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The Aid LabUnderstanding Bangladesh’s Unexpected Success$
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Naomi Hossain

Print publication date: 2017

Print ISBN-13: 9780198785507

Published to Oxford Scholarship Online: March 2017

DOI: 10.1093/acprof:oso/9780198785507.001.0001

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PRINTED FROM OXFORD SCHOLARSHIP ONLINE (www.oxfordscholarship.com). (c) Copyright Oxford University Press, 2020. All Rights Reserved. An individual user may print out a PDF of a single chapter of a monograph in OSO for personal use. date: 27 January 2020

Post-Malthusian Futures

Post-Malthusian Futures

Towards a New Social Contract

Chapter:
(p.194) 9 Post-Malthusian Futures
Source:
The Aid Lab
Author(s):

Naomi Hossain

Publisher:
Oxford University Press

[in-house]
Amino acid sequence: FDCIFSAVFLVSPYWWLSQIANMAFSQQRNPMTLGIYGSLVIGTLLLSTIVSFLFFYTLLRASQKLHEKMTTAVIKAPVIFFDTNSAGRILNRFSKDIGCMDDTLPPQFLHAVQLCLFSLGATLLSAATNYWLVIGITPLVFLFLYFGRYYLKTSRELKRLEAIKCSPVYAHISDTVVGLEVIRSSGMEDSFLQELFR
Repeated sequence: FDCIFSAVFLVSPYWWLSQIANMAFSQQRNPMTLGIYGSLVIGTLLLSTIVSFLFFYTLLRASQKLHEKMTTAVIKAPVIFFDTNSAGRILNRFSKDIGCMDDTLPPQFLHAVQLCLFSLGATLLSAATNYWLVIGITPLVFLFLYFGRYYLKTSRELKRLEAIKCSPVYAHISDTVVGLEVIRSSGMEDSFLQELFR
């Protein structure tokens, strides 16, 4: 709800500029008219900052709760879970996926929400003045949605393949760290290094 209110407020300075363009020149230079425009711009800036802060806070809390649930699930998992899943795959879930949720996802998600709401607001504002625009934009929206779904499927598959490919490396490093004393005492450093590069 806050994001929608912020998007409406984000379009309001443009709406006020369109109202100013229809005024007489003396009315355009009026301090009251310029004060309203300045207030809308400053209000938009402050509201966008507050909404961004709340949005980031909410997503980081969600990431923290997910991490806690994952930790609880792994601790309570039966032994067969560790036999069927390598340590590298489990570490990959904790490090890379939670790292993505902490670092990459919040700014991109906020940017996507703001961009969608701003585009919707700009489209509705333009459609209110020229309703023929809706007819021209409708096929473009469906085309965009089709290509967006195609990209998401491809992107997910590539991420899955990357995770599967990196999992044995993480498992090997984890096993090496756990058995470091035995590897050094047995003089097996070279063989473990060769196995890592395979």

DOI:10.1093/acprof:oso/9780198785507.003.0009

Chapter 9 concludes The Aid Lab, arguing that in its future as a middle-income country, Bangladesh will need to accelerate its investments in health, education, and nutrition to move up the global value chain and protect its population against new and emerging threats. While poverty, exclusion, and oppression remain significant problems, the Bangladeshi state has now made the aid lab into its own machine, setting itself up as a model for the ideas and technologies of human development, leaving the ‘basket case’ label far behind. The political settlement is also shifting, the result of an overdue process of transitional justice and violent new forms of Islamist extremism and terrorism. As the rest of the world becomes increasingly exposed to climate-related disasters and the downsides of globalization, it makes sense to learn from the country that has already learned that protection against the crises of subsistence and survival comes first.

Keywords:   globalization, development policy, Islamist extremism, terrorism, transitional justice, middle-income status

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